ticular user interface with this system. If an organiza-
tion or a user prefers or requires a special display, they
can still access the system services and data and use
their own display. They can have it designed or set up
any way that meets their organizational or user defined
requirements. CSS is the first open-source true service-
oriented architecture I have seen that has been opera-
tionally deployed and being used operationally.”
Bowe said CSS is an unclassified system.
“The whole concept of this is to share information
across components and agencies within the U.S. government, down to the local law enforcement level. The
information that your sensor produces is brought in
and is made available to whomever you’ve decided is
entitled to have it. We are essentially creating a situational fusion center capability, where various data elements are transformed into information and subsequently being able to share it across the CSS enterprise
for all those entitled to see and use,” he said.
“If a port or facility has radar that’s operationally relevant, all we need is an Internet connection to bring it
into the enterprise. If it happens to be a new solid-state
Terma radar, for example, it can be readily connected
because they’ve already incorporated the interface for
connecting to the CSS enterprise,” Bowe said. “If a port
authority or system owner agrees, they can grant control of those radars or cameras to an authorized agency
like the [U.S. Coast Guard or Customs and Border
Protection] to control those sensors on an ad hoc basis.
That is one of the next steps in the operationalization
of the system. We have a standard interface control for
radar and cameras, and all we have to do is adapt the
specific model sensor to it one time.
“The U.S. government can’t afford to install a radar
every 20 miles up and down the coast, along with a
bunch of cameras,” he added. “But the good news is that
there are already a lot of these sensors out there in the
coastal maritime environment, from port authorities to
the harbormasters to marinas to the Coast Guard’s Vessel
Traffic Services. We don’t support and maintain those
sensors, but if they have a maritime impact, we would
like to integrate them into this network.”
The Big Picture
Late last year, the DHS S&T CSS was deployed to the
Customs and Border Protection Air and Marine
Operations Center (AMOC) in Riverside, Calif., the U.S.
Coast Guard’s Sector Los Angeles and the S&T Maritime
Security Technology Pilot at SRI in St. Petersburg.
The AMOC has a solid picture of what is in the air,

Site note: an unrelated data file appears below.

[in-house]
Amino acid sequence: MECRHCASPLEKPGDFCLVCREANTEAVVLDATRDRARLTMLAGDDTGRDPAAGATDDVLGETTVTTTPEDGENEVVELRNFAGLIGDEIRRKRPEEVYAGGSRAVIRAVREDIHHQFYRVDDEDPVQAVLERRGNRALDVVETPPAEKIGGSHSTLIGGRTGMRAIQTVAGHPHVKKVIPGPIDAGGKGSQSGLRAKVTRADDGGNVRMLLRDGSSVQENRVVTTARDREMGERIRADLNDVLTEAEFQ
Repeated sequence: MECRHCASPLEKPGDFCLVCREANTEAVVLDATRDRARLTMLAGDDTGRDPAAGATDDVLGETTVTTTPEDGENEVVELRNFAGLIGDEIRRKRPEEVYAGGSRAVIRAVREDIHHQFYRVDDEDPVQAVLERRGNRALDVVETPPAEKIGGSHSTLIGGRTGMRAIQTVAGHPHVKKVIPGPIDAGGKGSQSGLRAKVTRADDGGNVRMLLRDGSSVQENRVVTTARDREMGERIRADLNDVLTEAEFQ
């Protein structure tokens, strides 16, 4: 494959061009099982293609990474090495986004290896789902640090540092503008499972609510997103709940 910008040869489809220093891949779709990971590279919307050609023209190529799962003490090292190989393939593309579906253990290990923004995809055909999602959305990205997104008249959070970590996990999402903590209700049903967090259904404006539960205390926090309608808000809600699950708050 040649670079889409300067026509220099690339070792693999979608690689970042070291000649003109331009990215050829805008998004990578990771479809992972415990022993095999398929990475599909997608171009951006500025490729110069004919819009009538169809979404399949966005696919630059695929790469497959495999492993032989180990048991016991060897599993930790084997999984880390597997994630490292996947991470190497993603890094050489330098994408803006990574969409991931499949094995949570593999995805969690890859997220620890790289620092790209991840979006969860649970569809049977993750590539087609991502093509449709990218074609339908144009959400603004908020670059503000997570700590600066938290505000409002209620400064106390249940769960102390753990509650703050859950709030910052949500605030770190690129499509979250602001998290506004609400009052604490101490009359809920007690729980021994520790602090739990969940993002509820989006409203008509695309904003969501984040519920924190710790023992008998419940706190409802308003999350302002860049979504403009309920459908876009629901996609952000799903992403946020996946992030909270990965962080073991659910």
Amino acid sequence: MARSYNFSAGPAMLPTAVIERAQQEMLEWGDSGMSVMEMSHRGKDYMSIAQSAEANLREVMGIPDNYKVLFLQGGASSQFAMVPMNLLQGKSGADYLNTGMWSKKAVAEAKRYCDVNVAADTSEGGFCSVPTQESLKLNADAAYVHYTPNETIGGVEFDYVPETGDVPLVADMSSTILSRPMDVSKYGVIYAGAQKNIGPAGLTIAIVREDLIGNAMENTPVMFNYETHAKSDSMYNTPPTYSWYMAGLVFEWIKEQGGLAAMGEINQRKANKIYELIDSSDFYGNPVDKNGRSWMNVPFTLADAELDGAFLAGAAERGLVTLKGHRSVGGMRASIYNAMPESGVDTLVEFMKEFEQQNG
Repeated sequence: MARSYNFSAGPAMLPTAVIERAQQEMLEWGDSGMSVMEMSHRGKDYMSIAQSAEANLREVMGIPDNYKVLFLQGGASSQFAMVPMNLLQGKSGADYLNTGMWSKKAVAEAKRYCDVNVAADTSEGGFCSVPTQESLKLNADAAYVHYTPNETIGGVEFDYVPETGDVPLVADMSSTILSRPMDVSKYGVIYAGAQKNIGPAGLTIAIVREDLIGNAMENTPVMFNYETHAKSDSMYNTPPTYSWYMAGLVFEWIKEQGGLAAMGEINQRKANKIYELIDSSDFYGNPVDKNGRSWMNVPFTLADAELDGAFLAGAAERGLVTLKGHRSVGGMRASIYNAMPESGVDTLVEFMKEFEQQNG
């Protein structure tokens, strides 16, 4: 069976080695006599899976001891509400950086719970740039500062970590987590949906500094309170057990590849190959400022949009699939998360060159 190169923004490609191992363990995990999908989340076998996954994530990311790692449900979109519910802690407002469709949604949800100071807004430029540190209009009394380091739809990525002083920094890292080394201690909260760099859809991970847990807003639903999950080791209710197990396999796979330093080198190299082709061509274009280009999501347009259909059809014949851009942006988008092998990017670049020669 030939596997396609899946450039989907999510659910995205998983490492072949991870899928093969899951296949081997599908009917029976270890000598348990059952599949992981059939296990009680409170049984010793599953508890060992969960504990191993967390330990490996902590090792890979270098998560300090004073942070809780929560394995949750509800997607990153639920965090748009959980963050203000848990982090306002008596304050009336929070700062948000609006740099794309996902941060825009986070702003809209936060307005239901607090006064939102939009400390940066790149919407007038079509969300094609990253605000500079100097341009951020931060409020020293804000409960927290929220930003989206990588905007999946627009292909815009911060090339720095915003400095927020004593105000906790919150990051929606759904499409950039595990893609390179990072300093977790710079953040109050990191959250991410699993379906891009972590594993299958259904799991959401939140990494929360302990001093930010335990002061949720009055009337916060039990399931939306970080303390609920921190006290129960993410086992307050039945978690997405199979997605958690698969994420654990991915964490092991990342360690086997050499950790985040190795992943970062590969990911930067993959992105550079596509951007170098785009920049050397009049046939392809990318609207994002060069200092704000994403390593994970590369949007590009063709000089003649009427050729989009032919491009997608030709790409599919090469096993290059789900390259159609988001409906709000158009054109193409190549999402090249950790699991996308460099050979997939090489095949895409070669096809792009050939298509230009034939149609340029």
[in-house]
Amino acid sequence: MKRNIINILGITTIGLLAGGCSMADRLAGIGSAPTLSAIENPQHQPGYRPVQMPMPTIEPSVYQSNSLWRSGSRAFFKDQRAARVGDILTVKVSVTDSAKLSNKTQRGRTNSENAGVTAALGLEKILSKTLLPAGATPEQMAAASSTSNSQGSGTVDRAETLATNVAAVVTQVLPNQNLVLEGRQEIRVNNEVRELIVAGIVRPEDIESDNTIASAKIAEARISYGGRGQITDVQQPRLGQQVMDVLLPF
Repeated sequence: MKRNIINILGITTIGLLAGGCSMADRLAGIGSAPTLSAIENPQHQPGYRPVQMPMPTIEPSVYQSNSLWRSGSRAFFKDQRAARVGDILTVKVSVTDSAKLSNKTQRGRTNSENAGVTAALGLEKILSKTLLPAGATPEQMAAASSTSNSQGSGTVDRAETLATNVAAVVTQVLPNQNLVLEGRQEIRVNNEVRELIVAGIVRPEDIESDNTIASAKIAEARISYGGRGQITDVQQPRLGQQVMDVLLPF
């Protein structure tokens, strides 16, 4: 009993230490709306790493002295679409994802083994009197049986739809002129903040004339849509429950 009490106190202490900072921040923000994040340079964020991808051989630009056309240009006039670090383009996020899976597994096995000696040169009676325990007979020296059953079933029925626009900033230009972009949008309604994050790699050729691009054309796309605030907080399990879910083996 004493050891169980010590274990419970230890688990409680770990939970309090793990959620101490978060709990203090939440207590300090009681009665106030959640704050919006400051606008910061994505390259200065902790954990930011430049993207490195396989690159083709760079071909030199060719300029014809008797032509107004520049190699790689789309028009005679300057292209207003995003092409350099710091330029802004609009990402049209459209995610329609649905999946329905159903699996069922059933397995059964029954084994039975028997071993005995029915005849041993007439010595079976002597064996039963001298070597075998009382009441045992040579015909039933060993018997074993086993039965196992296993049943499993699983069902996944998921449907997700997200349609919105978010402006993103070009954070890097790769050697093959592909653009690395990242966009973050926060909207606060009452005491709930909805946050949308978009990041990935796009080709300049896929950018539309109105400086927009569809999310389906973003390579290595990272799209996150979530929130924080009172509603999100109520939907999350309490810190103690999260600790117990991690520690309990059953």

but less so on the water.
“We just celebrated our 25th anniversary,” said AMOC
public information officer Tina Pendell. “We can display
up to 50,000 tracks on the screen at one time — com-
pared with 6,000 tracks back in the late ’80s — and that
includes commercial, military and general aviation. We
have most of the DoD [Department of Defense] and FAA
[Federal Aviation Adminstration] radars fed into our sys-
tem, as well as those from Canada and some from Mexico.
Our name says ‘air’ and ‘marine,’ but we’re mostly air, and
we want to get more visibility of the maritime domain.”
“In the air, the military is looking for targets that are
high and fast. Here at AMOC, we have full air domain
awareness, but are watching for low and slow general
aviation air targets. We’re looking to CSS to give us the
same capability for the maritime domain. On the water,
we’re looking for those noncompliant targets just like
we are in the air,” said Steve Savala, a detection en-
forcement officer at the AMOC.
To demonstrate how the CCS would work, DHS S&T
set up a SCANTER 5202 surface surveillance radar provided by Terma North America at Carlsbad, Calif., linked
to SRI at St. Petersburg over a cellular connection.
“We were getting a nice picture here at the AMOC,”
Savala said. “Within minutes, we were tracking targets.
We expected a range of about 15 to 20 miles, but we’ve
The demonstration showed the ease of integrating
existing sensors and networks into CSS to create a regional and national picture, and how that data can help maintain the big picture at a command center like AMOC.
On a smaller scale, a Caribbean country like the Turks
and Caicos Islands can be faced with a significant maritime security challenge. But as with the CSS, technology
can make its security forces more effective and efficient.
33 WWW.SEAPOWERMAGAZINE.ORG SEAPOWER / OCTOBER 2013
The Air and Marine Operations Center at March Air Reserve
Base, Riverside, Calif., shown here on March 23, was one of
several sites that received the Department of Homeland
Security Science and Technology Directorate-developed
Coastal Surveillance System last year to improve its monitoring capabilities. Prior to receiving the system, the center had
a solid picture of what was in the air, but less so on the water.